Elon Musk has established himself as a leading voice among the tech elite in raising concern about how artificial intelligence might threaten humanity. Now, he and his peers are proving their seriousness with their wallets.
Musk is at the head of a group of tech elites pooling together $1 billion to back a new nonprofit research company, OpenAI, aimed at advancing AI technology that will benefit humanity. The company will have a lab that will initially operate from a space provided by Y Combinator in San Francisco, and its findings and developments will be available on an open source basis.
Among the founders and backers of the new initiative are numerous individuals who have been vocal about their concerns that artificial intelligence software might, in attempting to solve problems, end up threatening humanity. As Musk once suggested, an AI spam filter might determine that the best way to get rid of spam is to destroy the human race. Here are some of the thoughts behind why OpenAI is necessary--and how those thoughts vary.
Musk has called artificial intelligence the "biggest existential threat" to humanity, but also thinks the technology's development is inevitable. "It's definitely going to happen. So if it's going to happen, what's the best way for it to happen?" he once asked as part of a panel on super intelligence taking place on the Google headquarters campus.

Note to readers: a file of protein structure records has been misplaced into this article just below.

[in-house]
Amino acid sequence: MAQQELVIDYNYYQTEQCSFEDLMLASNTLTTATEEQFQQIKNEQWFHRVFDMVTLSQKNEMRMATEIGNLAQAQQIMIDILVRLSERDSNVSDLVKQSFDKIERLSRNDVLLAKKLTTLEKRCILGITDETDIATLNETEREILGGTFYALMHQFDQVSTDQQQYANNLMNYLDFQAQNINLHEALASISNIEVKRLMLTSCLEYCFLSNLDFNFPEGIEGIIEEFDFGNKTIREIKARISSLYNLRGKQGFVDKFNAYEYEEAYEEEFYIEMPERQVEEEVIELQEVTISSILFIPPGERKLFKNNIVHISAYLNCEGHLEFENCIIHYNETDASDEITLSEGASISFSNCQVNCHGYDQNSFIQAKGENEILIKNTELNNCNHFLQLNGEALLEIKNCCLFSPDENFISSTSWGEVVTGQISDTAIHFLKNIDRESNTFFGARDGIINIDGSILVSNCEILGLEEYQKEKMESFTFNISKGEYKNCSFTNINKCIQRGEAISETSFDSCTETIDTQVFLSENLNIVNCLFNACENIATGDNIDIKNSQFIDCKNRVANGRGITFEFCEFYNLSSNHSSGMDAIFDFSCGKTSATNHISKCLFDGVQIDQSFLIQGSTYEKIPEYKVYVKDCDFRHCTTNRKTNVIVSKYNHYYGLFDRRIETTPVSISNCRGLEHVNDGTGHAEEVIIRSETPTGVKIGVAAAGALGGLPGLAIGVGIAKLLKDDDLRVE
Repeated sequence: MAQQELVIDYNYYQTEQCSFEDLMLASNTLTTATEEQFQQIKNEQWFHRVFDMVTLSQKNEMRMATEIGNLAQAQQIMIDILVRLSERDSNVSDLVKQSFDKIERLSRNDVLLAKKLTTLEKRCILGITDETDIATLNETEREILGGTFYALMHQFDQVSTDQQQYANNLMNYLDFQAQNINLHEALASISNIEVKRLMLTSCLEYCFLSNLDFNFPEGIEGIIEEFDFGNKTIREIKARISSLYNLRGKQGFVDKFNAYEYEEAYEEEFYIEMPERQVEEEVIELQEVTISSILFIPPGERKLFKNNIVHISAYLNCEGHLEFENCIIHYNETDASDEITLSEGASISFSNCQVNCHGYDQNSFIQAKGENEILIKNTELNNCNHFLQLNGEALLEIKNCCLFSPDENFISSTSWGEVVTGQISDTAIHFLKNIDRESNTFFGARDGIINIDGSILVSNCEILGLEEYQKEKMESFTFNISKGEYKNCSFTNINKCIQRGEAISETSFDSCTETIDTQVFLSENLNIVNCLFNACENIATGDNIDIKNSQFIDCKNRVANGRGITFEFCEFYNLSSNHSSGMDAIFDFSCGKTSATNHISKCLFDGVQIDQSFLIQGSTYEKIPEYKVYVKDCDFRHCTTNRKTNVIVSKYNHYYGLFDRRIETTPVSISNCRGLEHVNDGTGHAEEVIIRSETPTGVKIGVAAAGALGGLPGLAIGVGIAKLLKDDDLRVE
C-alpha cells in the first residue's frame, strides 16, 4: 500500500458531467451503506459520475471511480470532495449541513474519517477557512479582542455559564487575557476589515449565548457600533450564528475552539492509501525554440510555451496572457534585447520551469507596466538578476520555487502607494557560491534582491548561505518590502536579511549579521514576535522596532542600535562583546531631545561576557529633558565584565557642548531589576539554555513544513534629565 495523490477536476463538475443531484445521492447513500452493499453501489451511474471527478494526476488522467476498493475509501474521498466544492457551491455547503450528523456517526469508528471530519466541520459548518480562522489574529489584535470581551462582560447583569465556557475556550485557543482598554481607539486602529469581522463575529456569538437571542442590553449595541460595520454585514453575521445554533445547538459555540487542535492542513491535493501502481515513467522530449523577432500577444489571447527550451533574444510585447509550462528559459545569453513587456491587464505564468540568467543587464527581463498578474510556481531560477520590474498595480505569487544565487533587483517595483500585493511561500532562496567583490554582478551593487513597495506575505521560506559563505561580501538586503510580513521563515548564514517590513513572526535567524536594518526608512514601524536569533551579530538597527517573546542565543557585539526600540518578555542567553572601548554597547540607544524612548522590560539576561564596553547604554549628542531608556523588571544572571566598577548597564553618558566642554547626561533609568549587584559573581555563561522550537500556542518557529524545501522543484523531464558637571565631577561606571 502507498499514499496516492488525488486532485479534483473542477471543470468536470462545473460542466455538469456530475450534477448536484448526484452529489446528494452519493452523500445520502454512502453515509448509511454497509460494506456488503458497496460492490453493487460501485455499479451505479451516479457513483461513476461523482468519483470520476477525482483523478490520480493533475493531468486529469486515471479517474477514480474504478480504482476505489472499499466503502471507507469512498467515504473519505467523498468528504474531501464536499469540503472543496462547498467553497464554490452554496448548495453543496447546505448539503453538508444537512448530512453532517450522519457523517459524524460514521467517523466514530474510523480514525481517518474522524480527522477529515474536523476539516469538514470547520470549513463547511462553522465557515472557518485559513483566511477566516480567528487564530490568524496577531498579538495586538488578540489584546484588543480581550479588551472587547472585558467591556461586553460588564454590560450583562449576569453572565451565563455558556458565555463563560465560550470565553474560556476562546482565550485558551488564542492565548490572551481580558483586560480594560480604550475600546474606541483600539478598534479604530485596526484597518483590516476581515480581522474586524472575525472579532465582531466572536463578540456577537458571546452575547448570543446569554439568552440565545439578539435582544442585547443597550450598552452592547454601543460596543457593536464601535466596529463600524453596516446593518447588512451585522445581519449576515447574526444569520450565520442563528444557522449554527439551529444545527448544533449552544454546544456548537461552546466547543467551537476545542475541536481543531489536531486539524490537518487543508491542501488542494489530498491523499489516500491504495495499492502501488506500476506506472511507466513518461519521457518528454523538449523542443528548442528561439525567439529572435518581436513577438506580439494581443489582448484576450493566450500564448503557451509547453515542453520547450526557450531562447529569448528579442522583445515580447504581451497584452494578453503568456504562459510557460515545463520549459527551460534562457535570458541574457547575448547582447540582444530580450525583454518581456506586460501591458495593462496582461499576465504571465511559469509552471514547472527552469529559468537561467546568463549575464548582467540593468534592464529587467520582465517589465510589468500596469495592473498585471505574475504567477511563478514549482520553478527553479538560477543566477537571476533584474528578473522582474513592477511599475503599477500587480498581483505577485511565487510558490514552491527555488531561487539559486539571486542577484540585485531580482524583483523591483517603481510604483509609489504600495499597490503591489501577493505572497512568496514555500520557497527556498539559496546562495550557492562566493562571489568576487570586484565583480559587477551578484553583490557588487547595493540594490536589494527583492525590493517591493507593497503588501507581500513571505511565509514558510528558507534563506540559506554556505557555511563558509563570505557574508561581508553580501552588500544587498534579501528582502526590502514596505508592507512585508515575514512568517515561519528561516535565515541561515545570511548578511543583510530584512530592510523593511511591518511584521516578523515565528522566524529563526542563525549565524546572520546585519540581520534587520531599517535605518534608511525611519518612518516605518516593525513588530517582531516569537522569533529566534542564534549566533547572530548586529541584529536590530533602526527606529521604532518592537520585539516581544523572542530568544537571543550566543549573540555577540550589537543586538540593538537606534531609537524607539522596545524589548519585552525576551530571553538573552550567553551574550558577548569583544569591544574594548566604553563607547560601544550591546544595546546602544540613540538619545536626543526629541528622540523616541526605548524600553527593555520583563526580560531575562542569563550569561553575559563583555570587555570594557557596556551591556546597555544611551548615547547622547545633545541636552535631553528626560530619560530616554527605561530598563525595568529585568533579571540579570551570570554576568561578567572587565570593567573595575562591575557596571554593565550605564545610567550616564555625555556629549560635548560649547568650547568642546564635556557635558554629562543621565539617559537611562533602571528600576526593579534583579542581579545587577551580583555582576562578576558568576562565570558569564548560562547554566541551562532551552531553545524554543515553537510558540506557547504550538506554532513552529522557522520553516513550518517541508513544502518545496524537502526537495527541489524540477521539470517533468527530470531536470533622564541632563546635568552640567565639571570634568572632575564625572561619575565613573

Altman wrote a blog post in February about why people should fear artificial intelligence technology, followed by one about what to do about that fear. "Development of superhuman machine intelligence (SMI) is probably the greatest threat to the continued existence of humanity," he wrote. "At some point, someone will probably try to give a program the fitness function of 'survive and reproduce'.... Unfortunately for us, one thing I learned when I was a student in the Stanford AI lab is that programs often achieve their fitness function in unpredicted ways."
Thiel has called Altman and Musk's fears "a little bit overdone at this point," but for years has admitted that the outcome of artificial intelligence research could be a mixed bag. An artificially intelligent computer "could be very good, it could be very bad, it could be somewhere in between," he told Business Insider in 2009. "Certainly we would hope that it would be friendly to human beings." Regardless of how friendly AI might be, Thiel says that with the technology developing, it might be best not to come off as an anti-computer human being, lest future synthetic entities turn out to be the type to hold a grudge.
Others individuals involved in backing the new organization include Y Combinator's Jessica Livingston, venture capitalist Reid Hoffman, and former Stripe CTO Greg Brockman, who will be serving as CTO of OpenAI.